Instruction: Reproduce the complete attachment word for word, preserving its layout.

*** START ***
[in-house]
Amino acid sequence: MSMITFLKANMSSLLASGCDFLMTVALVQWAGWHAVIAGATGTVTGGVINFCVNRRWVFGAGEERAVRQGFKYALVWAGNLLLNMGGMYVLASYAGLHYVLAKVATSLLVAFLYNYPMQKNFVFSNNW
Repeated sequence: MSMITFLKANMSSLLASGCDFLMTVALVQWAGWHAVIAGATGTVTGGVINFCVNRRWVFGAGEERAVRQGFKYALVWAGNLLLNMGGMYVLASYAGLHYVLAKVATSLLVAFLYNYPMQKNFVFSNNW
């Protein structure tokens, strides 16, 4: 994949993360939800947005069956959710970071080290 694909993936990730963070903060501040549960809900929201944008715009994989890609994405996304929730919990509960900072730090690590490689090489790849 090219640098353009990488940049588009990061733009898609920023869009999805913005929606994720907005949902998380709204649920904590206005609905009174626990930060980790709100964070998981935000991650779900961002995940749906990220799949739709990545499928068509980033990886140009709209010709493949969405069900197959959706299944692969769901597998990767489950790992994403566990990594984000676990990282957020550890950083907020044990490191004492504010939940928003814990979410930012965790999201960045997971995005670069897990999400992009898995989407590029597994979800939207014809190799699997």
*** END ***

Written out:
[in-house]
Amino acid sequence: MSMITFLKANMSSLLASGCDFLMTVALVQWAGWHAVIAGATGTVTGGVINFCVNRRWVFGAGEERAVRQGFKYALVWAGNLLLNMGGMYVLASYAGLHYVLAKVATSLLVAFLYNYPMQKNFVFSNNW
Repeated sequence: MSMITFLKANMSSLLASGCDFLMTVALVQWAGWHAVIAGATGTVTGGVINFCVNRRWVFGAGEERAVRQGFKYALVWAGNLLLNMGGMYVLASYAGLHYVLAKVATSLLVAFLYNYPMQKNFVFSNNW
């Protein structure tokens, strides 16, 4: 994949993360939800947005069956959710970071080290 694909993936990730963070903060501040549960809900929201944008715009994989890609994405996304929730919990509960900072730090690590490689090489790849 090219640098353009990488940049588009990061733009898609920023869009999805913005929606994720907005949902998380709204649920904590206005609905009174626990930060980790709100964070998981935000991650779900961002995940749906990220799949739709990545499928068509980033990886140009709209010709493949969405069900197959959706299944692969769901597998990767489950790992994403566990990594984000676990990282957020550890950083907020044990490191004492504010939940928003814990979410930012965790999201960045997971995005670069897990999400992009898995989407590029597994979800939207014809190799699997």